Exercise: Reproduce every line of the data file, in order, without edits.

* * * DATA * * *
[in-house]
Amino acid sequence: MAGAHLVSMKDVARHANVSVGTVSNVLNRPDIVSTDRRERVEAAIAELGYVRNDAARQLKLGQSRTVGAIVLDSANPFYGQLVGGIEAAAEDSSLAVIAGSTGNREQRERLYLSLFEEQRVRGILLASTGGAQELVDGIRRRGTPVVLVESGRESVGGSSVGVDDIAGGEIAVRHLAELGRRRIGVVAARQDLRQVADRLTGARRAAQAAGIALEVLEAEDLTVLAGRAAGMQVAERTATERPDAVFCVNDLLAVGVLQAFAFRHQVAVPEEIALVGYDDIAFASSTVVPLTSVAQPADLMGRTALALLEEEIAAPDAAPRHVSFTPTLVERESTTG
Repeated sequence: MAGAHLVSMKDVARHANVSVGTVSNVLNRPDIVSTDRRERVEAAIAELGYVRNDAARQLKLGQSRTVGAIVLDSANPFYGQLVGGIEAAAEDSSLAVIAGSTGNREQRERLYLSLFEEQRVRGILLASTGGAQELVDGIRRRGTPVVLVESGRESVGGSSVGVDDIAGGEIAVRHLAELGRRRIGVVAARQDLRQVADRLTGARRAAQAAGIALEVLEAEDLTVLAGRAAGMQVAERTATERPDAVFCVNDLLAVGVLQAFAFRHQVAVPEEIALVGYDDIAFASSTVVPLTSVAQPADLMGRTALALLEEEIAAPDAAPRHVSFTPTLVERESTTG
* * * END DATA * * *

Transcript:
[in-house]
Amino acid sequence: MAGAHLVSMKDVARHANVSVGTVSNVLNRPDIVSTDRRERVEAAIAELGYVRNDAARQLKLGQSRTVGAIVLDSANPFYGQLVGGIEAAAEDSSLAVIAGSTGNREQRERLYLSLFEEQRVRGILLASTGGAQELVDGIRRRGTPVVLVESGRESVGGSSVGVDDIAGGEIAVRHLAELGRRRIGVVAARQDLRQVADRLTGARRAAQAAGIALEVLEAEDLTVLAGRAAGMQVAERTATERPDAVFCVNDLLAVGVLQAFAFRHQVAVPEEIALVGYDDIAFASSTVVPLTSVAQPADLMGRTALALLEEEIAAPDAAPRHVSFTPTLVERESTTG
Repeated sequence: MAGAHLVSMKDVARHANVSVGTVSNVLNRPDIVSTDRRERVEAAIAELGYVRNDAARQLKLGQSRTVGAIVLDSANPFYGQLVGGIEAAAEDSSLAVIAGSTGNREQRERLYLSLFEEQRVRGILLASTGGAQELVDGIRRRGTPVVLVESGRESVGGSSVGVDDIAGGEIAVRHLAELGRRRIGVVAARQDLRQVADRLTGARRAAQAAGIALEVLEAEDLTVLAGRAAGMQVAERTATERPDAVFCVNDLLAVGVLQAFAFRHQVAVPEEIALVGYDDIAFASSTVVPLTSVAQPADLMGRTALALLEEEIAAPDAAPRHVSFTPTLVERESTTG